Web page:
Is there a way that you can bring more of your passion into your day job to make you happier? Not only would you be happier, but it would bring new life into your job and you would probably be a more successful employee.
“When you work together with teammates, you can do remarkable things. If you work alone, you leave a lot of victories on the table. Collaboration has a multiplying effect on everything you do because it releases and harnesses not only your skills, but also those of everyone on the team.” ~ John Maxwell
What does this mean? When you have a team and you are willing to put personality and social issues aside and focus on the goal of the team, as a group you can make a tremendous difference in your workplace.
There is power in numbers. When we collaborate with our work team we create synergy that can move mountains. We discover answers to problems in ways that we never thought of alone.
The important key point when working on a team is that you bring cooperation and desire to add value to your teammates. That includes people that you may not be that fond of working with.
Remember collaboration is multiplication. When the team focus is on the issue at hand amazing things get done.
Pepperdine University designed this infograph called “Inside the Mind of a Successful Manager.” There are some great points on management and some amazing statistics.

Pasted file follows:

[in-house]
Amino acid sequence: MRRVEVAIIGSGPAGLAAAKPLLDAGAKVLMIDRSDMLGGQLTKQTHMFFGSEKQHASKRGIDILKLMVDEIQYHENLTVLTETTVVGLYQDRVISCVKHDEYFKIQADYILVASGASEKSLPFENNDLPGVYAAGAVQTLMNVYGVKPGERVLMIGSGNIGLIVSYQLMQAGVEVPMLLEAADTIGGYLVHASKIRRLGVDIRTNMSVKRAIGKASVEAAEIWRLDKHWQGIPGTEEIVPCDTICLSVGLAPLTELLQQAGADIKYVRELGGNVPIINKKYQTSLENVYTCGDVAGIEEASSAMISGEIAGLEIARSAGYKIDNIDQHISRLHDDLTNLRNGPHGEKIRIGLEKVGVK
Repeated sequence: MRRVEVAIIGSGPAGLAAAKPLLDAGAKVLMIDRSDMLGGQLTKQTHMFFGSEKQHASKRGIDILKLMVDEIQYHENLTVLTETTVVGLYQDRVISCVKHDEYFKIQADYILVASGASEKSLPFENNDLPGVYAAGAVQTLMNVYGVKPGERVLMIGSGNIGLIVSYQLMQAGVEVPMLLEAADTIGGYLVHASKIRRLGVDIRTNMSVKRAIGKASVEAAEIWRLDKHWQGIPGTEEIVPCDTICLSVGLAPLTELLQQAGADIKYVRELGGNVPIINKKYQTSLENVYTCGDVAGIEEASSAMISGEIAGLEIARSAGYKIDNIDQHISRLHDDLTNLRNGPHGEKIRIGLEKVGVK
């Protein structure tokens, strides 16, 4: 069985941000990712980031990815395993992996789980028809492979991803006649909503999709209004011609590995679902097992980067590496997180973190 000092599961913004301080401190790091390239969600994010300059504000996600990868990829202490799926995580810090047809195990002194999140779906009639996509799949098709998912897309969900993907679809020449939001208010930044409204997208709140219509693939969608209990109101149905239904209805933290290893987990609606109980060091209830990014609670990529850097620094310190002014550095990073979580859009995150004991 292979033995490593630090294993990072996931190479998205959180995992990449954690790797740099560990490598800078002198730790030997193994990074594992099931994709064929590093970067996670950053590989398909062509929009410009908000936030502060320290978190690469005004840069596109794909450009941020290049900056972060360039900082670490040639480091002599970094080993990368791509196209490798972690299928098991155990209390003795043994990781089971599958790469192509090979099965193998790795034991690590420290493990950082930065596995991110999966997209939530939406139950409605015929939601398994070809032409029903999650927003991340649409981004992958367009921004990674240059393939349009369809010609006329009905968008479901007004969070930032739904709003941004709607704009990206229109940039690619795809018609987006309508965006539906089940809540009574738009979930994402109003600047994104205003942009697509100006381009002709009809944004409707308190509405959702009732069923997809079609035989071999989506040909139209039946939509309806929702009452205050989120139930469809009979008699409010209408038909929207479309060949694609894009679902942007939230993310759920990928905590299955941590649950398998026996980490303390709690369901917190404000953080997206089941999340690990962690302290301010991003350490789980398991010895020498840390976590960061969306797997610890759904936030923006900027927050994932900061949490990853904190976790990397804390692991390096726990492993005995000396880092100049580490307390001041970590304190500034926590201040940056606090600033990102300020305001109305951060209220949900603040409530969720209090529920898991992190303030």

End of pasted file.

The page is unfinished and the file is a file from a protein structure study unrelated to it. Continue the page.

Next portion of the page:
- For example:
- 71% of employees are not fully engaged at work. The most common reason is a strained relationship with their supervisor. Wow… that is a lot of strained relationships at work out there.
- 60% of employees say they would work harder, if that relationship improved.
Business owners really need to be aware of how much damage or good the managers they hire can do.
The link at the bottom of the post will take you to the full size graphic for better reading.
Link to full size infographic
One common complaint I hear from employees when I speak at conferences is they do not feel that their superior or employer really respects them as a person and fellow co-worker.
I have a difficult time understanding why a manager or employer would not want to treat their employees with the highest sense of respect as they are the people who come in contact with their customers. How do they expect their employees to show respect for customers when it is not being shown to them at work.
Demonstrating that you value your employees involves treating them well every day they are at work. Below are a few tips on how to show respect to those you work with.